But Kemp resisted.


“Be kind to yourself,” Hazel had said. “And be kind to others.”


He let the soothing tones of his departed wife wash over the burned and charred skin. Let it cool and let it cleanse, let it settle and calm. Kemp released the built-up tension in his body, and let out a long breath.


Yes. He’d missed his chance for revenge. But in the meantime, he’d lived. He’d experienced life. He’d loved again. He’d received love. He’d laughed, he’d cried. He’d thrown himself into life’s rich pageant. He’d never forgotten Hazel — her smile, the tinkle of her laughter, the smell of her hair, the glint in her eye. But, until this very afternoon, he’d all but forgotten the name of Leroy Dickinson. For better or for worse. Hadn’t even known the man had died almost five years ago.


Kemp nodded at the dead man’s tomb. And allowed himself to smile. A small smile, but a smile nonetheless. He’d arrived at a revelation, a eureka moment for the soul. In his heart and mind, the sun peeked through the clouds. Golden shafts of light angled like bolts thrown from the hand of Zeus.


Revenge, he realised, isn’t a dish best served cold. It isn’t a dish that you should serve at all. Revenge is a dish that you should scrape into the bin, lest it poisons all those at the dinner table.


Kemp turned, but not to the cemetery gates. He ambled his way down the rows, towards the faded white marble that was Hazel’s headstone.


“I hope you don’t mind,” he said to the etched rock that had come to symbolise her. “But, knowing you, you wouldn’t have minded in the least. In fact—” he pulled some daisies free from the bouquet “—I think if you’d been here, you’d have suggested this very thing.” Kemp stood there a moment, with his handful of flowers. He reached out and touched the marble. “Love you, hon. Miss you, too. Always. Always.”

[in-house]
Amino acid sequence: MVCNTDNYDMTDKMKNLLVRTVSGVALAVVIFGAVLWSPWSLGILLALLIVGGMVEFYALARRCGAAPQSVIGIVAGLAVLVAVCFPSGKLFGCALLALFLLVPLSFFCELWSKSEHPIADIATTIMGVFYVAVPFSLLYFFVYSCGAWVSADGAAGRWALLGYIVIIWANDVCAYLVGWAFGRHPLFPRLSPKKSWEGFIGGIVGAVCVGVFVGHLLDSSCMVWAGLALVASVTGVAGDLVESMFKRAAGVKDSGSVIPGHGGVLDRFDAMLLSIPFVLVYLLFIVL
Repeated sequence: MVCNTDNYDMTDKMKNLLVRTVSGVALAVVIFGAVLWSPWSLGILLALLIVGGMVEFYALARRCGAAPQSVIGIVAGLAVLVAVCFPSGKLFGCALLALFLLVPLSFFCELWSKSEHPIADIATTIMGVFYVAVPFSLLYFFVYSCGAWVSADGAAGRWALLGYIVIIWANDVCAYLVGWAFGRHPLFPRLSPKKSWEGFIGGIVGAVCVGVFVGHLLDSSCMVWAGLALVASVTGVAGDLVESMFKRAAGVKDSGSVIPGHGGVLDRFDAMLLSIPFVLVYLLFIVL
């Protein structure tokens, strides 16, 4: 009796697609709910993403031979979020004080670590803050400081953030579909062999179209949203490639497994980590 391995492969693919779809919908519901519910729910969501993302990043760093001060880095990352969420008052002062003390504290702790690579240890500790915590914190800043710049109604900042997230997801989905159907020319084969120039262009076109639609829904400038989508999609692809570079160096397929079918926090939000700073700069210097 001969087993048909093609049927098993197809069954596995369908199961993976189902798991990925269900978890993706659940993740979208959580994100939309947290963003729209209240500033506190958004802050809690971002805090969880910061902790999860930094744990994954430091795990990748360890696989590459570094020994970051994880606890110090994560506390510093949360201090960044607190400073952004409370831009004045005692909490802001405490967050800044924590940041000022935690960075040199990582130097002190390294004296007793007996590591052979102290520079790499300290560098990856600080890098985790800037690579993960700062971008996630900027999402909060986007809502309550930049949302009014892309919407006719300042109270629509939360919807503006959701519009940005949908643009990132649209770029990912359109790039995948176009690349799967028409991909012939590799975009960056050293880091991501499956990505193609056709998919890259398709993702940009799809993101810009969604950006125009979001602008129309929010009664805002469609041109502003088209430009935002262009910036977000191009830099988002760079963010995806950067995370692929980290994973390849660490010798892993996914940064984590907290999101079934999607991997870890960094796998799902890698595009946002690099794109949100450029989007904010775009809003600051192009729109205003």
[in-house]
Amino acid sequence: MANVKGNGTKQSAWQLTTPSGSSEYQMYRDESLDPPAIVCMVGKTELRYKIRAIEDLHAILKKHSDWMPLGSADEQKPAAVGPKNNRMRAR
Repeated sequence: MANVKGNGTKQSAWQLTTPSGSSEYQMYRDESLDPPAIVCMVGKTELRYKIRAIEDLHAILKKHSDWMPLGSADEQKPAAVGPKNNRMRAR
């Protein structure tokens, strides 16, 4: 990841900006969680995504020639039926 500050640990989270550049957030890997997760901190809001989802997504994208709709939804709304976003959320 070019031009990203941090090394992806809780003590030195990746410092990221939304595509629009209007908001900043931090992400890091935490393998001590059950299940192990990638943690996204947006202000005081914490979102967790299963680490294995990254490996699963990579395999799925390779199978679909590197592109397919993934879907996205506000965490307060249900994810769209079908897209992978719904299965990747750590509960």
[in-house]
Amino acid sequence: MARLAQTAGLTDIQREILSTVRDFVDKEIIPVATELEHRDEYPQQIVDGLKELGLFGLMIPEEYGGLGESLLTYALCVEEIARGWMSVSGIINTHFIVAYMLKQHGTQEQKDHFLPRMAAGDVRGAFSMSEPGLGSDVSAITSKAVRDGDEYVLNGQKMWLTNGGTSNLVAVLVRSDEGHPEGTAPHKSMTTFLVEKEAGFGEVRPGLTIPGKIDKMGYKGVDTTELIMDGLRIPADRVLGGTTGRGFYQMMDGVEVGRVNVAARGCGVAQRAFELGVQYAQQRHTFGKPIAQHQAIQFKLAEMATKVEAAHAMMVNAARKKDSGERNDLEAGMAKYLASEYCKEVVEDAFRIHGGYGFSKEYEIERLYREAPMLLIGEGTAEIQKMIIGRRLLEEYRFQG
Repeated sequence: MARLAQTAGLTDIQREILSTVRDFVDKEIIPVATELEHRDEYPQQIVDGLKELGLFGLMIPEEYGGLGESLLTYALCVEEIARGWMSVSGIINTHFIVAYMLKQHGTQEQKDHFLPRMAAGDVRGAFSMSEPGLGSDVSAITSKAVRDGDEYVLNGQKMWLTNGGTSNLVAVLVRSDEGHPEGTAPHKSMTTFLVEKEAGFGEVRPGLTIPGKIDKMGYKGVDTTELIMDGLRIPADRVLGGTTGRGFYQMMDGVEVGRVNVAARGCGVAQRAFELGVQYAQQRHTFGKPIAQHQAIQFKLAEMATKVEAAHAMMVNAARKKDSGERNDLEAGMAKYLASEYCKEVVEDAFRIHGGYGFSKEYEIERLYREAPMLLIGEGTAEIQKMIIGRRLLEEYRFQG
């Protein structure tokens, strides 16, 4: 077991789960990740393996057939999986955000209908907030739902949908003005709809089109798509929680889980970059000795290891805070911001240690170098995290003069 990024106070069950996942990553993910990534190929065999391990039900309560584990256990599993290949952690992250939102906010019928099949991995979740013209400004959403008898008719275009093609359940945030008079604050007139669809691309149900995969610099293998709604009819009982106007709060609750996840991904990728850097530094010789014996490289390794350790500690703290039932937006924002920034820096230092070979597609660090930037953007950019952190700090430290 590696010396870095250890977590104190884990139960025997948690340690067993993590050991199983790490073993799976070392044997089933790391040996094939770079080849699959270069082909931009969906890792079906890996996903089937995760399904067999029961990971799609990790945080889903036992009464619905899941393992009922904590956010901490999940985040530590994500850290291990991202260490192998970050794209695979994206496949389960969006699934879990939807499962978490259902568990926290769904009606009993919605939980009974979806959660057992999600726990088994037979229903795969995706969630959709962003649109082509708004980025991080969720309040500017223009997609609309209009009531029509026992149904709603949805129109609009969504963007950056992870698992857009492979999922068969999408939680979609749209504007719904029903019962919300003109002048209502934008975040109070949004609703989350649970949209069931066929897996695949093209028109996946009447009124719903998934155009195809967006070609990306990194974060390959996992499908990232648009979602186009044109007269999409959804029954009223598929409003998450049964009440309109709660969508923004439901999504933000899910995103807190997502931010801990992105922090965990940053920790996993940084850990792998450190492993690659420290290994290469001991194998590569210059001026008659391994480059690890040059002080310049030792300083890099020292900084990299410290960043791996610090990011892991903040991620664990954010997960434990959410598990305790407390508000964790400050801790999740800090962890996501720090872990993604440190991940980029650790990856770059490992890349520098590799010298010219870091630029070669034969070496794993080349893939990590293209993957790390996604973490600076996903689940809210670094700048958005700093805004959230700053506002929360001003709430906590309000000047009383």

With that, he headed back down the row, towards the sad tomb of Leroy Dickinson. He read the epitaph once more, then leaned down and placed the daisies on his grave. White, pink, red, and blue. With the assortment of flowers, the grave no longer retained its bitter and lonely glare. Had he been the first to leave flowers at this grave? Kemp hoped not. This wouldn’t be the last time that colours painted the stone, now that he knew they’d interred the man here.


“I forgive you, Leroy. I hope you’re at peace.”

March 22, 2021 12:33

You must sign up or log in to submit a comment.

4 comments

Traci Neal
21:25 Mar 29, 2021

This story really depicts the emotional struggle any human being can have, when faced with a difficult situation. It's easy to hate and become bitter. Still, the courage to forgive someone can have great rewards.

Reply

09:35 Apr 09, 2021

Thanks, Traci! That's exactly what I was going for.

Reply

Show 0 replies
Show 1 reply
Holly Fister
23:41 Mar 23, 2021

You did a great job with his thought process and the progression from bitterness to forgiveness. I loved his realization: “Revenge is a dish that you should scrape into the bin, lest it poisons all those at the dinner table.” This flowed well, and I enjoyed reading it!

Reply

12:16 Mar 26, 2021

Thanks, Holly! 😊 Yes, that was my favourite bit too. Was quite proud of that line. So glad others liked it too!

Reply

Show 0 replies
Show 1 reply